The Autoimmune Protocol (AIP) diet has been around for a few years. It’s a food-based approach to eliminating unwanted inflammation in a person’s body. It is a diet that is designed to help reduce inflammation and help heal your body’s digestive system should it be infected by autoimmune conditions.

The diet is very restrictive. It’s therefore only designed to be followed for around 30 days. It can cause a nutrient imbalance due to only eating a limited number of selected foods. The diet mainly includes meat and vegetables. After the suggested period, you’d start adding one food at a time (something you ate before starting the diet) and see whether it causes inflammation.

Elimination diets are designed to determine which foods are not compatible with a person’s body. Generally, it can be difficult to analyse which food is causing inflammation, as multiple food sources are cut at once. Or if one food is cut at a time, the gut may not have recovered from the previous diet. Therefore by following the AIP diet, you gives your body the chance to reduce inflammation before exploring which foods are not compatible with the body.

The Aims of the AIP Diet

  • To reduce inflammation-causing foods and reset the body’s immune system. The idea is to reduce overall inflammation, which is caused by autoimmune disorders. The diet is able to put the condition into remission due to less inflammation.
  • To treat leaky gut syndrome. It has been hypothesized that autoimmune disorders can create micro holes in the intestinal tract. This means that the food is able to escape and causes inflammation to spike significantly. Therefore by only eating foods that don’t cause inflammation, this will give the gut the chance to heal.
  • It focuses on following the paleo diet, though in a much more restrictive format. The AIP diet also promotes the intake of vitamin and nutrient-dense foods. 

Foods and Substances to Avoid on the AIP Diet

The AIP diet is very restrictive, therefore there is a long list of foods that you can’t eat. These are foods known to cause inflammation of the gut. The list below is broken down into two sections – foods you would not eat whilst on the paleo diet and foods on the paleo diet, which is also limited.

Foods to avoid whilst on Paleo and AIP diet:

  • Grains
  • Legumes
  • Dairy
  • Processed foods
  • Refined sugars
  • Industrial seed oils (vegetable and canola oil)

Foods to avoid which are included in Paleo: 

  • Eggs
  • Nuts and seeds (including spices like cumin)
  • Chocolate
  • Coffee
  • Nightshade vegetables – these are a family of flowering plants that are also known as Solanaceae (tomatoes peppers, aubergine, potatoes)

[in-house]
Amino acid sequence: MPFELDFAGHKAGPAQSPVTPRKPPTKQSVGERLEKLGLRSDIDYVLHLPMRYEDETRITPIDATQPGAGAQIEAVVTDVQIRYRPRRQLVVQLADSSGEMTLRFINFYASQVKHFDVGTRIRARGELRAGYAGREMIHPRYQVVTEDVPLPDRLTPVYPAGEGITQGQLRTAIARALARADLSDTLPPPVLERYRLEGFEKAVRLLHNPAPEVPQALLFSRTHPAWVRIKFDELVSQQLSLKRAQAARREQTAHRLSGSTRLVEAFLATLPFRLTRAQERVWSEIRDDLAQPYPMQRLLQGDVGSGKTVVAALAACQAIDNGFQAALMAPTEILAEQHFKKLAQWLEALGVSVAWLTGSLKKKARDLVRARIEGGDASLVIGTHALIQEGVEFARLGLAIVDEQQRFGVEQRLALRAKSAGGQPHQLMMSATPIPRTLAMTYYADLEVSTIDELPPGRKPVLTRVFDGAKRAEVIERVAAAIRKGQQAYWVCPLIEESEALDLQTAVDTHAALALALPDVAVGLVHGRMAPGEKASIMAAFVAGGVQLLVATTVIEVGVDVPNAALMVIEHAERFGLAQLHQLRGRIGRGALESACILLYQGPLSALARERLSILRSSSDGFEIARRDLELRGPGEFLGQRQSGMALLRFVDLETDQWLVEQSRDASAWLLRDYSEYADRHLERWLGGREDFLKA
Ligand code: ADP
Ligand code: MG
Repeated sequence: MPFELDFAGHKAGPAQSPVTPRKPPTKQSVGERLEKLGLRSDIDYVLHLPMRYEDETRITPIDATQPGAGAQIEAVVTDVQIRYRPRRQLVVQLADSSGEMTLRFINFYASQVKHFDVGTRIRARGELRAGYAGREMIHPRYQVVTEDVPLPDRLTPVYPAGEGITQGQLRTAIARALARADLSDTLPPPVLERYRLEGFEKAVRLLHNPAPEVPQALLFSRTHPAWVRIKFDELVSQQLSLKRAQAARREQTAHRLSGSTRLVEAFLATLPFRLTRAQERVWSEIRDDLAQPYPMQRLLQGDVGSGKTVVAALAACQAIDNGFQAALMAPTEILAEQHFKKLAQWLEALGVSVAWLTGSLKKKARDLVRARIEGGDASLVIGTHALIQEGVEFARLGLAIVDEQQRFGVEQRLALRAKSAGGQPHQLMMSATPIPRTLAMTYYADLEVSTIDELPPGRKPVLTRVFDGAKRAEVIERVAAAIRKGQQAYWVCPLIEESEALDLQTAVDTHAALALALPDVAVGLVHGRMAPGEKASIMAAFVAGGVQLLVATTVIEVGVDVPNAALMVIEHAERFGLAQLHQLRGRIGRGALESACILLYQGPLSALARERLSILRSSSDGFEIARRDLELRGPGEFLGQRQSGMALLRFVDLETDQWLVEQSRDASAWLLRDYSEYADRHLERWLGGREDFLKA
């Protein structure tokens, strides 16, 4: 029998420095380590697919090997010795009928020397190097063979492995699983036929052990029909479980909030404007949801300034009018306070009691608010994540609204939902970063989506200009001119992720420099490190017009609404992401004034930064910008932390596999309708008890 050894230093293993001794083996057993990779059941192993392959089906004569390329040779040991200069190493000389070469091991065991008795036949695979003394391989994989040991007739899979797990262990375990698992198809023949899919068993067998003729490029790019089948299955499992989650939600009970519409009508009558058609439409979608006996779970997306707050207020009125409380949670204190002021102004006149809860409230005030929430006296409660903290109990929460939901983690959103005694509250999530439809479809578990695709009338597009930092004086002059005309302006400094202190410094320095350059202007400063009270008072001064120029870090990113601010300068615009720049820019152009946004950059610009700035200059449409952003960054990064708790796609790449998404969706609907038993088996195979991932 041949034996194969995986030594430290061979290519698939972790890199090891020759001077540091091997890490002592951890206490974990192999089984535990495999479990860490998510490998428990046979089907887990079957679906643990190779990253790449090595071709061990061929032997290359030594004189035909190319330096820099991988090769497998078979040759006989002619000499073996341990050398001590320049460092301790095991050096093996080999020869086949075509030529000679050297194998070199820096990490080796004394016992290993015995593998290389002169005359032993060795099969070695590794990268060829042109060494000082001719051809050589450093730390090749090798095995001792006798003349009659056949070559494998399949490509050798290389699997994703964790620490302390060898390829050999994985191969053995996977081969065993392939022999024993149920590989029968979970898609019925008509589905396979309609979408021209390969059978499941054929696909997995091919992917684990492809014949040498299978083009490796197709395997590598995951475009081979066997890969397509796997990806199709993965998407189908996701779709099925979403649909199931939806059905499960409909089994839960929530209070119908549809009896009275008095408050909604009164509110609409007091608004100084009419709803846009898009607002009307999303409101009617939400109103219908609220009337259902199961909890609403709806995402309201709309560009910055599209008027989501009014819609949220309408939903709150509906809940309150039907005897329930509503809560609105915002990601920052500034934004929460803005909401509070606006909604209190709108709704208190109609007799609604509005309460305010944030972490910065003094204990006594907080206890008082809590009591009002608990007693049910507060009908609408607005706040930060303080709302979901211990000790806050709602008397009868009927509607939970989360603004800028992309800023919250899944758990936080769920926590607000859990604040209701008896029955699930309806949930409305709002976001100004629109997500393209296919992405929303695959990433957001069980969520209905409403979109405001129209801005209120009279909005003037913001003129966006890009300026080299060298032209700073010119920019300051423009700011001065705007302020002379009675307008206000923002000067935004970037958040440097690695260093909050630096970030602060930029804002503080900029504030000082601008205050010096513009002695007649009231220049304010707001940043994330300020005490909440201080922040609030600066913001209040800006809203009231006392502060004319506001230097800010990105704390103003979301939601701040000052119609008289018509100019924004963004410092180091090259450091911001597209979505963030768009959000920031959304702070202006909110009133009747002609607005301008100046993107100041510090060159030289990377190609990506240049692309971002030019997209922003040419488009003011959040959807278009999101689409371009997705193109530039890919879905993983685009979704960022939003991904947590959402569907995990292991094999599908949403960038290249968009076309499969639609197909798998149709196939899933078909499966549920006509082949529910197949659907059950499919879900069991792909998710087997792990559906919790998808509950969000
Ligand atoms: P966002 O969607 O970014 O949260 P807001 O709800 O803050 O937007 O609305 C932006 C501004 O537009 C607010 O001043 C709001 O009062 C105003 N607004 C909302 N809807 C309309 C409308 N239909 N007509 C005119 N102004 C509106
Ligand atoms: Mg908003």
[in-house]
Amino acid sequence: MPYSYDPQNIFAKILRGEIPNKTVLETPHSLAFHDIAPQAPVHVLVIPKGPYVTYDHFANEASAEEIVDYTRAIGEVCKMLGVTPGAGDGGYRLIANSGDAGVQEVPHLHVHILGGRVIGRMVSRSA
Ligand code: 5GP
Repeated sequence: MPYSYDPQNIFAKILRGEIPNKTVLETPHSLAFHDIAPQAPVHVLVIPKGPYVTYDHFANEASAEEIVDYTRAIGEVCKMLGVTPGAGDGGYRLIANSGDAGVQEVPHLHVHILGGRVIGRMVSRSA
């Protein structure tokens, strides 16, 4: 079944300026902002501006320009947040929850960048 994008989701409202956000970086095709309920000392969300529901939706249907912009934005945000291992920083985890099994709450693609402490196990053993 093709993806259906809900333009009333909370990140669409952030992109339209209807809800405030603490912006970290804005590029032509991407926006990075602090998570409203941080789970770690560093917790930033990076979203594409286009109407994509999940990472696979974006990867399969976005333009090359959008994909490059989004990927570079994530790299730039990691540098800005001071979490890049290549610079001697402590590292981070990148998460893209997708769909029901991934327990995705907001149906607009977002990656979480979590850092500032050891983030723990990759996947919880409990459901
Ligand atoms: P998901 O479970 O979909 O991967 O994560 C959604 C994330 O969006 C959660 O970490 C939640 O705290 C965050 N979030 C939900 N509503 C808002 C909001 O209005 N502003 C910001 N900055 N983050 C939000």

• Gum
  • Alternative sweeteners
  • Emulsifiers 

Substances such as nonsteroidal anti-inflammatory drugs (NSAIDs, ibuprofen etc.) and alcohol should also be avoided whilst on the diet. This is because they can have an effect on the immune system.

Foods You Can Eat

Whilst the list is small, it is still possible to eat well whilst on the AIP diet. These foods can help while your body is recovering from chronic inflammation. The following foods you are able to eat:

  • Coconut, including oil
  • Olives, including oil
  • Fermented foods – as long as they do not contain dairy
  • Vinegars (Red, white balsamic etc)
  • Honey and maple syrup (in small quantities)
  • Herbs
  • Gelatin from grass-fed beef (a lot of cows are fed a grain-based diet)
  • Teas derived from leaves, not seeds
  • Fruit – only recommended to consume no more than two pieces. This is due to the body’s difficulty to break down fructose.

Does it Actually Work?

Research has been conducted to determine if the AIP diet can help overall inflammation of the human body. The disease in concern was Hashimoto’s Disease. This is an autoimmune disorder that can cause hypothyroidism, as it causes your body to attack your thyroid. 

The study’s findings suggest that AIP may decrease systemic inflammation and modulate the immune system. This is evidenced by a decrease in mean hs-CRP and changes in white blood cell (WBC) counts. Given the improvements seen in the participants’ symptoms, as well as markers of immune activity and inflammation, this would suggest success. But further studies in larger populations implementing AIP as part of a multi-disciplinary diet and lifestyle program are needed to be sure.

The paper showed that although the diet did not cure Hashimoto Disease, it did reduce overall inflammation. Researchers now want to do larger generalised tests to see if this diet could be effective in combating overall inflammation.


The Autoimmune Protocol (AIP) diet has been around for a few years. It’s a food-based approach to eliminating unwanted inflammation in an person’s body.

It’s a diet designed to help reduce inflammation and heal your body’s digestive system, should it be infected by autoimmune conditions.

The diet is restrictive and should only be followed for a suggested time of 30 days. This is because it can cause a nutrient imbalance – you’d only be eating a few specific foods.

The diet is mainly made up of meat and vegetables. After the suggested period, you would start adding other foods back into your diet.